Magnolia x brooklynensis ‘Yellow Bird’

A fast-growing, pyramidal, small tree with cup-shaped, yellow flowers. These open progressively from late April, for about a month, at the same time as the foliage, and on opening have a slight greenish tinge to the base of the tepals. 7m. USDA 4a-8b.

Magnolia ‘Golden Pond’

Raised in 1997 by David Leach in Ohio, this is a small, upright tree that is slow to establish but is eventually fast growing. It produces tulip-shaped, yellow flowers over several weeks both before and with the foliage during April. Needs a sunny site for best colour. 5m.

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Magnolia x brooklynensis ‘Hattie Carthan’

A large, multi-stemmed shrub with goblet-shaped flowers that have streaks of pink on the outside. These open with the foliage over several weeks from late April. Raised by Doris Stone at Brooklyn Botanic Garden. 5m. USDA 4a-8b.

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Clockwise from top left

Magnolia ‘Yellow Lantern’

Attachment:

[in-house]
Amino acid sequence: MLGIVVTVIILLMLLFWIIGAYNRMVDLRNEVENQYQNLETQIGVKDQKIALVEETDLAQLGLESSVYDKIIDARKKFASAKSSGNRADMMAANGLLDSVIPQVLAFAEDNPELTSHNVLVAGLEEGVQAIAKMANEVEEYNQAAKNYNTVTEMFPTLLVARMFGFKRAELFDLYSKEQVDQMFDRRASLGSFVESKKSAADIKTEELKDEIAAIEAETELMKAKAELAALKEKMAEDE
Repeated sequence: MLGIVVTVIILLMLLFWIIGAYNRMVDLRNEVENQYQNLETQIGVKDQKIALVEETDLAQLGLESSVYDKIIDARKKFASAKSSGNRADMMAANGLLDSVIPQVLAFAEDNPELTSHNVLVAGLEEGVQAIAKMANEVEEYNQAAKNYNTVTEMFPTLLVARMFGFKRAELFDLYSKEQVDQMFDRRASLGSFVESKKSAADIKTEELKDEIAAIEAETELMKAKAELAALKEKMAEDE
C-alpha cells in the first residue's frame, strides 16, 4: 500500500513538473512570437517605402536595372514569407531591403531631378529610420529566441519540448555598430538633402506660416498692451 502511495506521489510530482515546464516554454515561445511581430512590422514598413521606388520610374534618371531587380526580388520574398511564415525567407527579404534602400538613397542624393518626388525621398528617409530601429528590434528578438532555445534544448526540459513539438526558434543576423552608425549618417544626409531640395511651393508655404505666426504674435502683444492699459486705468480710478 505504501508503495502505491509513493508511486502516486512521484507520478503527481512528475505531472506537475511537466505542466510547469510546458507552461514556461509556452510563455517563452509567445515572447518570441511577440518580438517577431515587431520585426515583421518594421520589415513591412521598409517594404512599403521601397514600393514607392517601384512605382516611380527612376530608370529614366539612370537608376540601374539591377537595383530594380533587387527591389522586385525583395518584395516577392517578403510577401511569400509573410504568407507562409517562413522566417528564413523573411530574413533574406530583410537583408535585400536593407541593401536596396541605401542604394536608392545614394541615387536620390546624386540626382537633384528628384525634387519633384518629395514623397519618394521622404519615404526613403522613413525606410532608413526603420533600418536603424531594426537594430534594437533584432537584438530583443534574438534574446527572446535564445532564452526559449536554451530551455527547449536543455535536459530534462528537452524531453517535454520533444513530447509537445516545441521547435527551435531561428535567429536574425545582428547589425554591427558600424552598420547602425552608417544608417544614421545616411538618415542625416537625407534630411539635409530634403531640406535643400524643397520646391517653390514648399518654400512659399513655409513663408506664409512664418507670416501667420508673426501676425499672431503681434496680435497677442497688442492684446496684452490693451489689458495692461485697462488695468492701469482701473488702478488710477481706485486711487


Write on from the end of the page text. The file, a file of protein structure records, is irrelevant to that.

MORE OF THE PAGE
Phil Savage bred this small, fastigiate tree with large, tulip-shaped, lemon-yellow flowers. These are flushed with pink at the base and appear before foliage in mid April then last for several weeks. Shows great promise as a street tree. 7m. RHS H6, USDA 4a-8b.

Magnolia ‘Lois’

An upright-growing, small tree with primrose-yellow flowers that open in mid April before the foliage. Flowers continue as the leaves unfurl over a five-week period and don’t fade. It needs space around it to be fully appreciated. 7m
RHS H6, USDA 4a-8b.

Magnolia ’Elizabeth’

A single or multi-stemmed small tree initially upright but ultimately round headed. Its primrose-yellow flowers, which when fully open are 20cm across, appear from early April before the leaves and flowers and last for about four weeks. 7m. AGM. RHS H6, USDA 5a-8b.

Magnolia ‘Gold Star’